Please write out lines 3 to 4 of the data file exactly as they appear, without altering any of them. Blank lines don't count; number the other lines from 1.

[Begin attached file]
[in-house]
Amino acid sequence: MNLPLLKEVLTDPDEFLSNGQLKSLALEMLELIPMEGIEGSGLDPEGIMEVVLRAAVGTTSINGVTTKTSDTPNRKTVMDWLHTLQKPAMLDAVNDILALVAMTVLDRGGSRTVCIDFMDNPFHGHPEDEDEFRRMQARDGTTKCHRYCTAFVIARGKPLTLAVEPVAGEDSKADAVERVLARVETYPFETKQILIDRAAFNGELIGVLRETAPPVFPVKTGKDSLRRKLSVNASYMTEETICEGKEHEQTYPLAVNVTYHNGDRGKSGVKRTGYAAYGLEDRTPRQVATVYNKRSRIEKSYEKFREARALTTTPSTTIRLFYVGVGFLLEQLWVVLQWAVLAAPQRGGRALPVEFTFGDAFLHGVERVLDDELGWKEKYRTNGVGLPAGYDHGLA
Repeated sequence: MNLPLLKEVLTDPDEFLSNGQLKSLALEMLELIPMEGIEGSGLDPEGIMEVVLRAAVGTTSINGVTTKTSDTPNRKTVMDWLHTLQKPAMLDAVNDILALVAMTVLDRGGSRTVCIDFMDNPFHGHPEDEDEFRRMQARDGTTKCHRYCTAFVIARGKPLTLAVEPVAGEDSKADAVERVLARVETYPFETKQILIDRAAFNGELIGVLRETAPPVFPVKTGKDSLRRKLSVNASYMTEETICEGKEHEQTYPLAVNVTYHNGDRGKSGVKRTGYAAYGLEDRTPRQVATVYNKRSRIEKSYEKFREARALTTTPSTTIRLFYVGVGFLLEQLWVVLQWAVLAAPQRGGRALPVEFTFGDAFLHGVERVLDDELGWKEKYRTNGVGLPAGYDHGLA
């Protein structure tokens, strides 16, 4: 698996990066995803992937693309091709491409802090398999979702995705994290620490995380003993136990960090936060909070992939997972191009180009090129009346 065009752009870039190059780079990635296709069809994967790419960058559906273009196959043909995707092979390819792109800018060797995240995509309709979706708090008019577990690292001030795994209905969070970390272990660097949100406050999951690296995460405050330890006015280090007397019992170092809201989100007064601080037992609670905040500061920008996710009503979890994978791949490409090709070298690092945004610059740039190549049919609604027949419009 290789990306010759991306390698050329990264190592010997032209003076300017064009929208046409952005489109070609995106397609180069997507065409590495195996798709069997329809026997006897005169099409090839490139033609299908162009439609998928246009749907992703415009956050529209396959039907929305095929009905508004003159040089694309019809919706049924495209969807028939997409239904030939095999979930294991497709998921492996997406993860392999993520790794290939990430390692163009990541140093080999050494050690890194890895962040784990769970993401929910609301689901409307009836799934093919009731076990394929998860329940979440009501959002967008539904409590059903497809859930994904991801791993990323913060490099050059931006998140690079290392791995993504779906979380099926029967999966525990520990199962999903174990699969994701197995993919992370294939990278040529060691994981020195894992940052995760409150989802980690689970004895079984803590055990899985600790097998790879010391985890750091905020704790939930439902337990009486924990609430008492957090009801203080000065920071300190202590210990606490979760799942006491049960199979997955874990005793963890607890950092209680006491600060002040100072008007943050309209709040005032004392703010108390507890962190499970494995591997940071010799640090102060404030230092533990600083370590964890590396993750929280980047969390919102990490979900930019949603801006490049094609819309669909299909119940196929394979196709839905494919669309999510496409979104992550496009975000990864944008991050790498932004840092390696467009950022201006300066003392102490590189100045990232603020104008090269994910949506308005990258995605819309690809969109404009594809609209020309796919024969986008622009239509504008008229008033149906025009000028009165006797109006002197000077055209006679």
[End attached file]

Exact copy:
Repeated sequence: MNLPLLKEVLTDPDEFLSNGQLKSLALEMLELIPMEGIEGSGLDPEGIMEVVLRAAVGTTSINGVTTKTSDTPNRKTVMDWLHTLQKPAMLDAVNDILALVAMTVLDRGGSRTVCIDFMDNPFHGHPEDEDEFRRMQARDGTTKCHRYCTAFVIARGKPLTLAVEPVAGEDSKADAVERVLARVETYPFETKQILIDRAAFNGELIGVLRETAPPVFPVKTGKDSLRRKLSVNASYMTEETICEGKEHEQTYPLAVNVTYHNGDRGKSGVKRTGYAAYGLEDRTPRQVATVYNKRSRIEKSYEKFREARALTTTPSTTIRLFYVGVGFLLEQLWVVLQWAVLAAPQRGGRALPVEFTFGDAFLHGVERVLDDELGWKEKYRTNGVGLPAGYDHGLA
């Protein structure tokens, strides 16, 4: 698996990066995803992937693309091709491409802090398999979702995705994290620490995380003993136990960090936060909070992939997972191009180009090129009346 065009752009870039190059780079990635296709069809994967790419960058559906273009196959043909995707092979390819792109800018060797995240995509309709979706708090008019577990690292001030795994209905969070970390272990660097949100406050999951690296995460405050330890006015280090007397019992170092809201989100007064601080037992609670905040500061920008996710009503979890994978791949490409090709070298690092945004610059740039190549049919609604027949419009 290789990306010759991306390698050329990264190592010997032209003076300017064009929208046409952005489109070609995106397609180069997507065409590495195996798709069997329809026997006897005169099409090839490139033609299908162009439609998928246009749907992703415009956050529209396959039907929305095929009905508004003159040089694309019809919706049924495209969807028939997409239904030939095999979930294991497709998921492996997406993860392999993520790794290939990430390692163009990541140093080999050494050690890194890895962040784990769970993401929910609301689901409307009836799934093919009731076990394929998860329940979440009501959002967008539904409590059903497809859930994904991801791993990323913060490099050059931006998140690079290392791995993504779906979380099926029967999966525990520990199962999903174990699969994701197995993919992370294939990278040529060691994981020195894992940052995760409150989802980690689970004895079984803590055990899985600790097998790879010391985890750091905020704790939930439902337990009486924990609430008492957090009801203080000065920071300190202590210990606490979760799942006491049960199979997955874990005793963890607890950092209680006491600060002040100072008007943050309209709040005032004392703010108390507890962190499970494995591997940071010799640090102060404030230092533990600083370590964890590396993750929280980047969390919102990490979900930019949603801006490049094609819309669909299909119940196929394979196709839905494919669309999510496409979104992550496009975000990864944008991050790498932004840092390696467009950022201006300066003392102490590189100045990232603020104008090269994910949506308005990258995605819309690809969109404009594809609209020309796919024969986008622009239509504008008229008033149906025009000028009165006797109006002197000077055209006679």